"Turn seawards at the street corner."
Translation:E huli i kai ma ka huina alanui.
Aloha, GeraldMath4, this comes from an old textbook: i and ma both mean in/on/at. Where they differ: i can also mean to and towards; ma isn't used that way. Also, i comes before time phrases when they are used to tell when something happens (either at the beginning or ending of the sentence). Ex.: i ka 'auinalā/in the afternoon...(something happens). Ma does not mean to/toward and does not commonly occur with time phrases. Ma is a little more specific than i. Ex.: Noho au ma Hilo i ka mokupuni ʻo Oʻahu/I live in Hilo on the island of Hawaiʻi. I hope this clarifies.
Thanks, that's pretty much where I was headed, but I still have to see if that helps when I next get to a case where I might have got them backwards again. By the way, I certainly hope the sentence "Noho au ma Hilo i ka mokupuni ʻo Oʻahu" will not come up in this course!
Mahalo. We will probably use "i" the most since it has broader meanings. Sorry about the sentence. In case youʻre interested, Ka noho is chair, E noho is sit, and Noho au means I live/dwell. Mokupuni is just island, so island of Oʻahu. Did you catch my mistake? Hilo is on Hawaii, not Oʻahu. Oops!! :-} (edited now)
I'll take your word for it but you'd have a hard time convincing people in Hawai`i that ma kai / ma uka doesn't mesn 'toward the sea' and 'toward the upland (or shore).'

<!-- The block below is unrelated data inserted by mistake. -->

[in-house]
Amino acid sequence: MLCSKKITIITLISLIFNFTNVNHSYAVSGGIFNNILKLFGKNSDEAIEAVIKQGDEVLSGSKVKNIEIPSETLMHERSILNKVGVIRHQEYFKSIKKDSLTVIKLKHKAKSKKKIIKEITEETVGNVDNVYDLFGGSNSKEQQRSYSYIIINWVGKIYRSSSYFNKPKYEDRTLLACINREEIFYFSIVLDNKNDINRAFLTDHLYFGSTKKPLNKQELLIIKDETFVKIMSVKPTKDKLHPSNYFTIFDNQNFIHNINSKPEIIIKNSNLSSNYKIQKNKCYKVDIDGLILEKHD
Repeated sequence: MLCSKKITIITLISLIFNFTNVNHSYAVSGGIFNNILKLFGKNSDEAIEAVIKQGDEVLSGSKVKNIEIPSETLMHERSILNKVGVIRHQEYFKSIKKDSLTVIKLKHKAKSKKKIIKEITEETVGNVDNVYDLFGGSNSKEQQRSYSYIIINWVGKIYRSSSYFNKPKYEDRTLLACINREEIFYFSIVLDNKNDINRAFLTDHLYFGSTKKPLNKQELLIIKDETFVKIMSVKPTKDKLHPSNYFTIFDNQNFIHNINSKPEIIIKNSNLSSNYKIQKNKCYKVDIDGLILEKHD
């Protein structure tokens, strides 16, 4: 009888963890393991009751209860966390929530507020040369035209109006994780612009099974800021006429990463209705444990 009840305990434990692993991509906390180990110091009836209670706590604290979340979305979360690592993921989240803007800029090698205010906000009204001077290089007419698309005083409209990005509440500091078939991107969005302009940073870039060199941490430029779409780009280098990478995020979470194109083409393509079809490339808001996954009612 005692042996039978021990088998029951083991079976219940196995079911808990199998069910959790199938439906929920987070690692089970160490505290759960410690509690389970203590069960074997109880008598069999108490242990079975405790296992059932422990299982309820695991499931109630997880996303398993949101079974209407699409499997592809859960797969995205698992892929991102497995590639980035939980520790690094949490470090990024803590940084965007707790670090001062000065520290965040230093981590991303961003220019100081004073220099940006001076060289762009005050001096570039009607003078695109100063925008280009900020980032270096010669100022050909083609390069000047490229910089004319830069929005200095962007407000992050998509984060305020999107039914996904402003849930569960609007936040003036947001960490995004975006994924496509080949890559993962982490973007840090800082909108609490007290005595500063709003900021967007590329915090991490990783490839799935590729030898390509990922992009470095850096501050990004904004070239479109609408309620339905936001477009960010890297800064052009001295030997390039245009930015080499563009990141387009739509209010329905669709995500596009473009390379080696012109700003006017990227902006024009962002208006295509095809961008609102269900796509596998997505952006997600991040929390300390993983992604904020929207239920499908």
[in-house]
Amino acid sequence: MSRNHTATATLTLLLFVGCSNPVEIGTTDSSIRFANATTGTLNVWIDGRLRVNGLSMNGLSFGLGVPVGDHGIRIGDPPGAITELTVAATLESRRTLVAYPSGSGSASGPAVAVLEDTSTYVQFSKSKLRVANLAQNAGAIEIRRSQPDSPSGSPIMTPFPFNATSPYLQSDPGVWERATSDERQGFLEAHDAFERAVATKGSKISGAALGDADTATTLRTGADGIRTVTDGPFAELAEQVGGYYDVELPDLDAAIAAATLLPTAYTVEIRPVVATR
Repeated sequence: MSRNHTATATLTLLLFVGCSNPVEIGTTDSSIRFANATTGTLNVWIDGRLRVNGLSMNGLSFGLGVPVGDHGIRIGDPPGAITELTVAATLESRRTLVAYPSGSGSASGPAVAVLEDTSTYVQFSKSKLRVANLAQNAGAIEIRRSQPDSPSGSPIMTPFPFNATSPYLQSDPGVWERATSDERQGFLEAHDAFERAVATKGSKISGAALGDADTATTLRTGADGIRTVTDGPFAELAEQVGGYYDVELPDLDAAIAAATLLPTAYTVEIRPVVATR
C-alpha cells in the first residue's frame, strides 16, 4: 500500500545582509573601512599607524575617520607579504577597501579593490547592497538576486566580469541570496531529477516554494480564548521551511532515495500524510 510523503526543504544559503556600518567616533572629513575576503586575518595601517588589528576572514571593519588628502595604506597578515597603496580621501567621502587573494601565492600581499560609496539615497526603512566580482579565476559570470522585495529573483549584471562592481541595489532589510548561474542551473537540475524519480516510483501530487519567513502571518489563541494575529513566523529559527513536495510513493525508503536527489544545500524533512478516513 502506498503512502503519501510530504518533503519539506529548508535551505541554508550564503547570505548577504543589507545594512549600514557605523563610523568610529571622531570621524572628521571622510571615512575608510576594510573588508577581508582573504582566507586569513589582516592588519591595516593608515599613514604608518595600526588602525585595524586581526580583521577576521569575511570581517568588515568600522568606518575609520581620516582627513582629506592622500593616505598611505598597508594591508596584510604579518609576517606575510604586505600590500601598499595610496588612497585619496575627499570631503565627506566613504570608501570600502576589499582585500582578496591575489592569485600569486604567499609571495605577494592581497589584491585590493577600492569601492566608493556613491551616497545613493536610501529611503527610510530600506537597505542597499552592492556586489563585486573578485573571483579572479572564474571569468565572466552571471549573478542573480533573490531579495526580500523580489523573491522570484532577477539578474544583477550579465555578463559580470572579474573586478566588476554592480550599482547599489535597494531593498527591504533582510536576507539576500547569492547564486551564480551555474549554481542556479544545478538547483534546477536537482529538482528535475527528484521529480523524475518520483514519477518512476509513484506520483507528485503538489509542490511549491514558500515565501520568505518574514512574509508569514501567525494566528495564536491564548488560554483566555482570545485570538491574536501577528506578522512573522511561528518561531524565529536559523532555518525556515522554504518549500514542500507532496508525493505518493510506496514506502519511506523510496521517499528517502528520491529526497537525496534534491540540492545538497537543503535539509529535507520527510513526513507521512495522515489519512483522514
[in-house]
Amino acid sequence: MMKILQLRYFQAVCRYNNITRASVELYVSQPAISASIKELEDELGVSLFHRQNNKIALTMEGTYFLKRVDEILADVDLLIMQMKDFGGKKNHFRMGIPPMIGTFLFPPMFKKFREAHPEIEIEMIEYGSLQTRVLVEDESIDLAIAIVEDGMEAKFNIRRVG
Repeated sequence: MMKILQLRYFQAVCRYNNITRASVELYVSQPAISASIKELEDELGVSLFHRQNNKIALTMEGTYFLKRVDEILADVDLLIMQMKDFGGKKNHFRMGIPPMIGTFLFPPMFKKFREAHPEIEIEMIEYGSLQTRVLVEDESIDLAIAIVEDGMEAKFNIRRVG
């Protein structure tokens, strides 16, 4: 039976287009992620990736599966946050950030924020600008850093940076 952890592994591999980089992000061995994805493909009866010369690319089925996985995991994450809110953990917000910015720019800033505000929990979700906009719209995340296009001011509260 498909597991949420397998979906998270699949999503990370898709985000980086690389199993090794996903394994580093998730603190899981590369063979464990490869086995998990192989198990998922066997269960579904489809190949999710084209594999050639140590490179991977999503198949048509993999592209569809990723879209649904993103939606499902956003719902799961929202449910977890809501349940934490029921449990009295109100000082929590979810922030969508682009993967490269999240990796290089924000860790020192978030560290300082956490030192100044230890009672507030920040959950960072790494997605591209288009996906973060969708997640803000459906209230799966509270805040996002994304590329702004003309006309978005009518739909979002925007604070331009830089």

Aloha. I drew my information from the book "Ka Lei Haʻaheo: Beginning Hawaiian" by Alberta Pualani Hopkins, University of Hawaii Press, Honolulu, 1992, p. 40. Since Duolingo doesnʻt yet provide much information on Hawaiian grammar rules, I turn to books. You make a good point: Sometimes, popular English grammar is technically incorrect (for example, people are still taught that you canʻt end a sentence with a preposition based on old Latin grammar rules, but as English is not Latin, we do end sentences with prepositions, especially with interrogatives, and numerous grammar websites will easily verify that). Also, language changes over time. What was considered correct once may no longer be relevant. When I lived in Hawaii, my classmates and I used makai and mauka the way you suggest, but then I was merely copying what I heard without anything more to it than that. I am not trying to convince anybody that what they already know is wrong, but Iʻm trying to impart additional information where a deficit exists. I appreciate anyone with more extensive knowledge of the language to contribute to here on Duolingo. Books are one thing, but they donʻt always cover regional differences and certain nuances as well as native speakers can. So, mahalo.